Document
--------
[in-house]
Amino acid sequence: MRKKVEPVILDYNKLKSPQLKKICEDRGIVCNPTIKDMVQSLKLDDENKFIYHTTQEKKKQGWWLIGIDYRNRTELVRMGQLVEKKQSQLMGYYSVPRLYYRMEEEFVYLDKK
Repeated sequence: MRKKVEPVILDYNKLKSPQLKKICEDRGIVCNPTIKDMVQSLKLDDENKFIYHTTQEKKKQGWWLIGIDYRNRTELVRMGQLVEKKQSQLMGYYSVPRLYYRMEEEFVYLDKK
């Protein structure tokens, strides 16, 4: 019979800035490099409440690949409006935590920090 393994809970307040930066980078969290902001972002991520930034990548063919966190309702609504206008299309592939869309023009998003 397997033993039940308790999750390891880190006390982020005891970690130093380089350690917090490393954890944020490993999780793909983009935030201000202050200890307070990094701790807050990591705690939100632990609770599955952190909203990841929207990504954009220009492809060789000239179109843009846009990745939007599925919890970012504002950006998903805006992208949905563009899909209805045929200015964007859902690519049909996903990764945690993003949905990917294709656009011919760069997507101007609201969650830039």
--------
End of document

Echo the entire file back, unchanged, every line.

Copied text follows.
[in-house]
Amino acid sequence: MRKKVEPVILDYNKLKSPQLKKICEDRGIVCNPTIKDMVQSLKLDDENKFIYHTTQEKKKQGWWLIGIDYRNRTELVRMGQLVEKKQSQLMGYYSVPRLYYRMEEEFVYLDKK
Repeated sequence: MRKKVEPVILDYNKLKSPQLKKICEDRGIVCNPTIKDMVQSLKLDDENKFIYHTTQEKKKQGWWLIGIDYRNRTELVRMGQLVEKKQSQLMGYYSVPRLYYRMEEEFVYLDKK
């Protein structure tokens, strides 16, 4: 019979800035490099409440690949409006935590920090 393994809970307040930066980078969290902001972002991520930034990548063919966190309702609504206008299309592939869309023009998003 397997033993039940308790999750390891880190006390982020005891970690130093380089350690917090490393954890944020490993999780793909983009935030201000202050200890307070990094701790807050990591705690939100632990609770599955952190909203990841929207990504954009220009492809060789000239179109843009846009990745939007599925919890970012504002950006998903805006992208949905563009899909209805045929200015964007859902690519049909996903990764945690993003949905990917294709656009011919760069997507101007609201969650830039």